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Journal Kept During The Russian War: From The Departure Of The Army From England In April 1854 To The Fall Of Sebastopol: [Illustrated Edition]

Length: 416 pages3 hours


[Illustrated with over two hundred and sixty maps, photos and portraits, of the battles, individuals and places involved in the Crimean War]
Frances Isabella ("Fanny") Duberly (27 September 1829 - January 1903) was the wife of Captain Henry Duberly, the 8th Royal Irish Hussars during the Crimean War, part of the British light cavalry that took part in the Charge of the Light Brigade. Duberley's journal of her time in the Crimea was published as Journal Kept During the Russian War. It not only includes eye-itness accounts, but is also a record of gossip and rumours circulating in the British Army.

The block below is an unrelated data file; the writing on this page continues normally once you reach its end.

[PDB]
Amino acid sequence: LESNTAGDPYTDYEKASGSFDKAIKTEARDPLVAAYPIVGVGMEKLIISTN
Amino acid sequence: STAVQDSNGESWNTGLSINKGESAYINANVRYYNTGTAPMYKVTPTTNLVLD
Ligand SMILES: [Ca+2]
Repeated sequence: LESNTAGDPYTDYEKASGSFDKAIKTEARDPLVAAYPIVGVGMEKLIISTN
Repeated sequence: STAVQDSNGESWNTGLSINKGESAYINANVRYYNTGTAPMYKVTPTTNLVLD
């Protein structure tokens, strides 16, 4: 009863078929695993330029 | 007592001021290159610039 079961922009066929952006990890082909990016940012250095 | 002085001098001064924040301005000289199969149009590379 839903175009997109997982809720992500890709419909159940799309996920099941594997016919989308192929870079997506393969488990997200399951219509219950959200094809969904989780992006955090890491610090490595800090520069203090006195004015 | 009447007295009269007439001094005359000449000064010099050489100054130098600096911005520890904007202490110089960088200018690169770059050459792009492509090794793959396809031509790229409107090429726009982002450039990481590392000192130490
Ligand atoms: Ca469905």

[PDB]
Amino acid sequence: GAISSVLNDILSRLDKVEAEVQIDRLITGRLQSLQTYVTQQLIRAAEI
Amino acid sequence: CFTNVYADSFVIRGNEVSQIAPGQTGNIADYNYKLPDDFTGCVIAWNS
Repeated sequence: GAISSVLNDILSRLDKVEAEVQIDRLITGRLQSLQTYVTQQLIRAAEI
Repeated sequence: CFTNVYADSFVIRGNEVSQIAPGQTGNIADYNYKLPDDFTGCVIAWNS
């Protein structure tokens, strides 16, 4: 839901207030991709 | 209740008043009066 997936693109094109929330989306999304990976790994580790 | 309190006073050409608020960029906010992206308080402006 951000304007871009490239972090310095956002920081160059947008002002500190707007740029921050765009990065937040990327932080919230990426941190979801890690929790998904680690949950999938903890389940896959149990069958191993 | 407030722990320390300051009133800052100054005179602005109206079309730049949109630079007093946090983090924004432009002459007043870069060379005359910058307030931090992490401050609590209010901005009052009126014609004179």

Duberly travelled with her husband to the Crimea in 1854 and stayed with him throughout his time there, despite the protests of commanders such as Lord Lucan. As the only officer's wife at the front, she was a centre of attention. She was told of planned attacks ahead of time, giving her the opportunity to be in a good position to witness them. Such was the case at the Battle of Balaclava, where her journey from camp to meet up with Henry and watch the battle took her quite close to the enemy. Though her husband survived the day (being away on staff duties), many of her friends did not: "Even my closed eyelids were filled with the ruddy glare of blood." Being so close to the front line in one of the first "modern" wars, Mrs Duberly differed from many of her compatriots back home in comprehending the reality of war. When her husband asked if she wanted to view the aftermath of the Battle of Inkerman, she told him she could not as "the thought of it made me shutter [sic] and turn sick."
Duberly’s adventures did not always sit well with society. She was pointedly snubbed at the Royal review of her husband’s regiment after the war. The journal she published after the war had originally been intended to have a dedication to Queen Victoria, but this was refused. Nonetheless she was popular with the troops (who nicknamed her "Mrs. Jubilee") and many people in England.

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